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February 22, 2024

My Dear Fellow Single Parents.

*Did you know you can write on Elephant? Here’s how—big changes: How to Write & Make Money or at least Be of Benefit on Elephant. ~ Waylon

~

I never imagined my life as a single parent. I never imagined having my children half of the time.

In fact, that was one of my most said sentences for a long time after the father of my children and I decided our journeys were to go in different directions. “I never wanted this for my children and I never wanted to be a single mum.”

Full disclaimer: not one person was to blame for the end of the relationship. I’m grown enough to emphasise that the events that caused the end of our relationship were the cherry on top of an already tumbling cake. I look back on that time in my life when I had the “perfect” little family life as such a beautiful time filled with so many great memories, so much love, so many lessons, and even more blessings.

There were turbulent times too—life isn’t always supposed to be rainbows and butterflies—but nonetheless, there were a lot of great times. Call me crazy, but the end of my relationship with the father of my children was one of the hardest but best decisions I’ve ever made.

As I lay in bed with my five-year-old tonight and she was dozing off, she said to me with a tinge of sadness to her voice, “I miss you when I’m at dad’s house mum.”

I replied, “I miss you every day you’re at Dad’s house baby.”

She then said, “I always miss you more at bedtime.”

I replied, “I miss you most at bedtime.”

Now, usually those words of hers would sink deep into my core and leave a sick feeling right in the pit of my stomach. However, for the first time in four years, I didn’t feel this massive weight sitting on my shoulders. I didn’t have that massive wave of guilt start to surf its way through every fibre of my body. I didn’t have that negative self-talk of “If I had just stayed in the relationship I wouldn’t feel guilty that my children are growing up from a ‘broken home’.”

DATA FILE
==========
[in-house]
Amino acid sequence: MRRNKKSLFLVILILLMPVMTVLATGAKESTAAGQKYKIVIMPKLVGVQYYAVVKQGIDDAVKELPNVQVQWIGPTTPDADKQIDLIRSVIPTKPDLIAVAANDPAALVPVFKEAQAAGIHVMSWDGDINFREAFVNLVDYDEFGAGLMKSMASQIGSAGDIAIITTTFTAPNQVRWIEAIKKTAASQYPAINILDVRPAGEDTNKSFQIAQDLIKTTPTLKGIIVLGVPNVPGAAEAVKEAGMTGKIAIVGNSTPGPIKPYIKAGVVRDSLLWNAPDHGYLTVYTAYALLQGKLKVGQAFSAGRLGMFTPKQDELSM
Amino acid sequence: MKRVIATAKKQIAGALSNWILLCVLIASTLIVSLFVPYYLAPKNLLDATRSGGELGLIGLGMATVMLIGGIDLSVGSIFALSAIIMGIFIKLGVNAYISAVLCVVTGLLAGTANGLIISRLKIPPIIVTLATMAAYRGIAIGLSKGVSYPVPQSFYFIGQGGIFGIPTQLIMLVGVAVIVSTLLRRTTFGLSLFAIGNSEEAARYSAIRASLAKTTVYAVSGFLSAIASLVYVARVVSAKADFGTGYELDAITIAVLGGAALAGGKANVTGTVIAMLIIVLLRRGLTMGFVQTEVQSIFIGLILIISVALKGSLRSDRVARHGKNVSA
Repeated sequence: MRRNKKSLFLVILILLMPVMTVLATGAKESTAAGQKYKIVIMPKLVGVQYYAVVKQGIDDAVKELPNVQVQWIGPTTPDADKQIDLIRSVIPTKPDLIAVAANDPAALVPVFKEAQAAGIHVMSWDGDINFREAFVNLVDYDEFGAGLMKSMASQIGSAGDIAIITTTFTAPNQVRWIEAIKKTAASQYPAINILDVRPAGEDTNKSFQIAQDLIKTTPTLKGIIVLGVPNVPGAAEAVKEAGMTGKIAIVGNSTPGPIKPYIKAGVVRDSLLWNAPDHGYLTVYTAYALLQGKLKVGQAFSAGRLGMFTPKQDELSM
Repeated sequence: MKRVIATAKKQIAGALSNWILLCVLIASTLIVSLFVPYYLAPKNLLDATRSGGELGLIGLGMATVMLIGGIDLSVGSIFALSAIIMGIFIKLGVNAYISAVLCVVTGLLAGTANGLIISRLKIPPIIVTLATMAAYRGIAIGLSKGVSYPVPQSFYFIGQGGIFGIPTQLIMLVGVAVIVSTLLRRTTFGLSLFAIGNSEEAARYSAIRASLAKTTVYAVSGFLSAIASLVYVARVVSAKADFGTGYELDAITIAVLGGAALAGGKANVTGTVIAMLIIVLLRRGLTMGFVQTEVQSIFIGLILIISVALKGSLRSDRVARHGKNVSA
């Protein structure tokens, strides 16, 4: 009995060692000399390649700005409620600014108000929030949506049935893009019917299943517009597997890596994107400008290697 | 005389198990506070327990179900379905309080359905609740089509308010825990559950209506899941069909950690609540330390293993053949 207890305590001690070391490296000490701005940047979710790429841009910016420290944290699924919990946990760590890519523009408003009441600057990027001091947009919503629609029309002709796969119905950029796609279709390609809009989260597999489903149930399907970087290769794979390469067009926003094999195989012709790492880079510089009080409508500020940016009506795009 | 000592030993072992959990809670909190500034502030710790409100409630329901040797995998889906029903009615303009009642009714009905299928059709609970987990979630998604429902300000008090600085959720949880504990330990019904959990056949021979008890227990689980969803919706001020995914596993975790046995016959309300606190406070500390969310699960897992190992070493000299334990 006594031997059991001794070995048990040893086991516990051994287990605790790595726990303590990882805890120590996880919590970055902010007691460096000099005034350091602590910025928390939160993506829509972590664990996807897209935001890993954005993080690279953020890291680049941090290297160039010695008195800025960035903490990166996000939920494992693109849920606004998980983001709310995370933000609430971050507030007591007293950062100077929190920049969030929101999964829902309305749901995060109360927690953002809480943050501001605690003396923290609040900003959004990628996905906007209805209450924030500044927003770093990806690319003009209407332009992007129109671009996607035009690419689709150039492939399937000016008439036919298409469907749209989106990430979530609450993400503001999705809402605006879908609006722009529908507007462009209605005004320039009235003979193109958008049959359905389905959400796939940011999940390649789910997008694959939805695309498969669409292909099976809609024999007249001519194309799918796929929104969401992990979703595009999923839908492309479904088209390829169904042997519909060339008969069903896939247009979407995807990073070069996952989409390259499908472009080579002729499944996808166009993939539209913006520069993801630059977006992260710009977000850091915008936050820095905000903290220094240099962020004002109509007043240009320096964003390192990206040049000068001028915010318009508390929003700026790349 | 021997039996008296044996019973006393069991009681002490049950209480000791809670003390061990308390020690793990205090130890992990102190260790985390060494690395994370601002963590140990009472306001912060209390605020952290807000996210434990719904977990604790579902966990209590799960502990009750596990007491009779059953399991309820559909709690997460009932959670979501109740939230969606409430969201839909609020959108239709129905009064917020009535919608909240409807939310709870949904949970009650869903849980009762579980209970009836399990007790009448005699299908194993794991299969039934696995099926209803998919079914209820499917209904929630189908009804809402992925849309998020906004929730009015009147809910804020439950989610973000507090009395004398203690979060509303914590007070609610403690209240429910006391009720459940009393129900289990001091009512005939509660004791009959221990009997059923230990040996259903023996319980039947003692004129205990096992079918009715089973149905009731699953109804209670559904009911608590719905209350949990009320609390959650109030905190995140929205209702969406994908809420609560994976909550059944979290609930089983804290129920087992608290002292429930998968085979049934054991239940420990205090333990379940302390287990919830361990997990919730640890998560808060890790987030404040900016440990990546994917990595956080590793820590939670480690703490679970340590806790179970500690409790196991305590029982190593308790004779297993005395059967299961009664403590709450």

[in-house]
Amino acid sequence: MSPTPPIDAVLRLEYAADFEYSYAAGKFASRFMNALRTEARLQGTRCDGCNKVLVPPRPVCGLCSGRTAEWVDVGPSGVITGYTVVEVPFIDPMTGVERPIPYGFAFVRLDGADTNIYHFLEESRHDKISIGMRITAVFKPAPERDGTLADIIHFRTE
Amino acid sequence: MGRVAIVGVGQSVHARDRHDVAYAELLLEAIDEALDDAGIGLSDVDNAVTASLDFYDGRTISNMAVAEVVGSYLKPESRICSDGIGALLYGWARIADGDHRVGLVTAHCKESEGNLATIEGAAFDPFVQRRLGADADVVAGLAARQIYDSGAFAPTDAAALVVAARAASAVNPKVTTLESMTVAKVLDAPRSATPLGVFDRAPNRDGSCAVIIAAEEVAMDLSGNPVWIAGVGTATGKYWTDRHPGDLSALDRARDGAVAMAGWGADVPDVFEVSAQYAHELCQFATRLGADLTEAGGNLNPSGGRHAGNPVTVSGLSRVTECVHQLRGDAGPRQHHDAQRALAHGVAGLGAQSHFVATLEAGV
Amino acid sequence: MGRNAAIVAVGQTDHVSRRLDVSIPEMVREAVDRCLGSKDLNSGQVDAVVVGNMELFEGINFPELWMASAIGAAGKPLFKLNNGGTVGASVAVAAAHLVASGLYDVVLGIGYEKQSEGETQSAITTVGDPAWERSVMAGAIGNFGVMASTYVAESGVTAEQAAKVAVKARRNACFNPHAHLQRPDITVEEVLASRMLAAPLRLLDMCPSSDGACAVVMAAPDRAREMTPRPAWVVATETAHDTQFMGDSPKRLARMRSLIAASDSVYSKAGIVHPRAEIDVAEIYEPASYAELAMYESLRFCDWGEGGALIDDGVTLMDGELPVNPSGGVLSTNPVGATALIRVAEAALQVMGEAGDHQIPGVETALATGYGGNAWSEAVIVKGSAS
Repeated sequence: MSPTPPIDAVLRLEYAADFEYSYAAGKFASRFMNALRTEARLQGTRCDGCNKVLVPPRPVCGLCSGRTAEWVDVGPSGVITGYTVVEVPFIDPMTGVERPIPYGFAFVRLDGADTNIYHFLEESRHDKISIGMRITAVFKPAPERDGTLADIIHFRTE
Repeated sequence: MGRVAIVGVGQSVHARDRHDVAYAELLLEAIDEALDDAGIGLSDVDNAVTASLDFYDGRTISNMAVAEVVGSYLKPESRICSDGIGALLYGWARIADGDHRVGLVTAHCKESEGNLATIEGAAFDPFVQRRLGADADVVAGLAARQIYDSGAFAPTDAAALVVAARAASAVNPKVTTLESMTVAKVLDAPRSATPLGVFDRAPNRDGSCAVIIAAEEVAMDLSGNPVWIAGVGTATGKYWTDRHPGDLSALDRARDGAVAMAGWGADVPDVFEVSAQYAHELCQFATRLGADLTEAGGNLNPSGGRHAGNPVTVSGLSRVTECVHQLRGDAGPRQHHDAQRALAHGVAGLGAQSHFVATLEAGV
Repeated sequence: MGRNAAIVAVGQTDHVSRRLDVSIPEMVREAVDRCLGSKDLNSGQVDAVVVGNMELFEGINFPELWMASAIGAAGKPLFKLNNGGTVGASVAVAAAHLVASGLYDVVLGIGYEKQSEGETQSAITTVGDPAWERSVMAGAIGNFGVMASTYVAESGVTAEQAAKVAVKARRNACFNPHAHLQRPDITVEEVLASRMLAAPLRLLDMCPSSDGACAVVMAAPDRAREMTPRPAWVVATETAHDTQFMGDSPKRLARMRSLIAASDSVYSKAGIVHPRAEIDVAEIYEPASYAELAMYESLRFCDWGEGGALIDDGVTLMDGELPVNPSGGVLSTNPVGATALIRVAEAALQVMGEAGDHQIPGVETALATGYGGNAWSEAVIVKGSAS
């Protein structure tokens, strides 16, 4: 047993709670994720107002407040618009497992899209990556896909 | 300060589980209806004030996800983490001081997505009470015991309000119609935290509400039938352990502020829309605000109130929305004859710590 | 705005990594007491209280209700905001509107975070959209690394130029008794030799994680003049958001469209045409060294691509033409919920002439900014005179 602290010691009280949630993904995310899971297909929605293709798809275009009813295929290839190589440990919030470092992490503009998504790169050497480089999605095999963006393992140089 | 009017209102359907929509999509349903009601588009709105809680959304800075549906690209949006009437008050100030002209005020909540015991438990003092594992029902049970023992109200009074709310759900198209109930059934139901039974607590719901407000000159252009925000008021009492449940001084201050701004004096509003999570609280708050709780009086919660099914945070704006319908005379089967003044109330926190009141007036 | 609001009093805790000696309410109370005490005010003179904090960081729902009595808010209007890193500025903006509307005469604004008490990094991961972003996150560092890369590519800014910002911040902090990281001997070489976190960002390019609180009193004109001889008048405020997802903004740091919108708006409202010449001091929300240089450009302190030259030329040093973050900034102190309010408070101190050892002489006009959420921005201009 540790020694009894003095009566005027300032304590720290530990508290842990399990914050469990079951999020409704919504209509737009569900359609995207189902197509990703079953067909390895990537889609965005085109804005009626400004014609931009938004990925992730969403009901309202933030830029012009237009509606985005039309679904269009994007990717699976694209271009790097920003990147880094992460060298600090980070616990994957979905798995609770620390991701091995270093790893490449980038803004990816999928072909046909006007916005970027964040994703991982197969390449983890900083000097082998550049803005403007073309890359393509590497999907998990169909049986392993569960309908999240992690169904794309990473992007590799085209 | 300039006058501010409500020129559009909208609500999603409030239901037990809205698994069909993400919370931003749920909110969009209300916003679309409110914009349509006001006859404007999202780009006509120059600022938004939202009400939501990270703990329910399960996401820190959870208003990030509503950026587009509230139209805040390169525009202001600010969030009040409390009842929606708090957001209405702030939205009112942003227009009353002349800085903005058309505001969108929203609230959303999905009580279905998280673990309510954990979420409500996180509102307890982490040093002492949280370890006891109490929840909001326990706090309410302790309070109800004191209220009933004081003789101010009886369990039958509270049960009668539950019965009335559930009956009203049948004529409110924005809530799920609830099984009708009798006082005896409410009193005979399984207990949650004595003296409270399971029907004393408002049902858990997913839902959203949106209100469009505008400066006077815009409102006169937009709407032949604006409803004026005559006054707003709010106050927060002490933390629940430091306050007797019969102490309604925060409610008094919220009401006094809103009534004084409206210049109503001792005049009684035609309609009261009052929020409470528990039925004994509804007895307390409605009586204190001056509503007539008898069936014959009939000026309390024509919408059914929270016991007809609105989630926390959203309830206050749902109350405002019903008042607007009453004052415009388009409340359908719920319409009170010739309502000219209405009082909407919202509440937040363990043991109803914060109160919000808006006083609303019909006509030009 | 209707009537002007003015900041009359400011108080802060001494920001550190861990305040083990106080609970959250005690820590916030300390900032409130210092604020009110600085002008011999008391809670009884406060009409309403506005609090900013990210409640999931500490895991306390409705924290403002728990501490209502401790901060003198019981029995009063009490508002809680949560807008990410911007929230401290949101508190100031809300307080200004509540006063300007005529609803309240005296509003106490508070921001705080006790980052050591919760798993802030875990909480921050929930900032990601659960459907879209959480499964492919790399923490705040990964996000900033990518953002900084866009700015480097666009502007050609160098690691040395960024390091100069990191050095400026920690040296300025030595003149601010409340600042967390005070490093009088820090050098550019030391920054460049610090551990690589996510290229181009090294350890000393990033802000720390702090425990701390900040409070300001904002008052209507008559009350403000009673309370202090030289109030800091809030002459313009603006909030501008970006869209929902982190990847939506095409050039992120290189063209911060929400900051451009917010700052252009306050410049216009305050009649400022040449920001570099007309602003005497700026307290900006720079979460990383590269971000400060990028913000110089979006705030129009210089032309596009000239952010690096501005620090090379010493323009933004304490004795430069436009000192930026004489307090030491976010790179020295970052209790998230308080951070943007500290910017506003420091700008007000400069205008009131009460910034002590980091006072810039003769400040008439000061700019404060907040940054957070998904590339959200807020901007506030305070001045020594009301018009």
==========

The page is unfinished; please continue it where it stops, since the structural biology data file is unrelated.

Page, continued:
No, for the first time, I lay there with my little girl thinking how f*cking lucky she was. Lucky that she gets to see someone who she loves and looks up to begin to love herself so much that she decided to go against the societal norm and leave a relationship that was no longer bringing her, or her father, the love, the joy and the qualities that those people she loves damn well deserve. Lucky that she gets to see her parents co-parent and get along so beautifully.

I felt so f*cking proud that her father and I chose to gift our children a happier and healthier childhood unburdened by the fact that their parents couldn’t seem to work their sh*t out together. I lay there thinking about how much I’ve grown as a person and as a parent, but also how much I’ve learnt about my children, parenting, love, relationships, life, and most importantly, myself.

With unconditional love, I was able to part ways with an angry, insecure, and co-dependent version of myself. With so much confidence, I became a version of myself that I had no idea even existed. A version that came from being able to break free from my co-dependent bonds and venture into the world of the complete unknown, and sometimes difficult, beautiful world of being a single parent. It’s had its moments; that’s for sure. I won’t pretend it’s been easy. What I will safely say is it’s been absolutely worth it.

Tonight I lay there cradling my little girl with a heart full of love and confidence in my decisions and beaming with the utmost pride for exactly how our journey has panned out, with so much excitement for our futures.

To all my single parents out there, I see you.

I feel your struggles and I feel your pain.

There is always a rainbow after the storm; please know that if you’re struggling things will get better.

My hope for you all is that you’re able to look back one day at a time in your life when you felt your whole world might implode and end up being grateful for exactly the way it panned out.

For whatever reason your relationship ended, I hope you find deep healing and comfort in knowing that you or even the other parent did what you/they felt was the right decision for you, them, and your child (or children) because that in itself is something to be so f*cking proud of.

~

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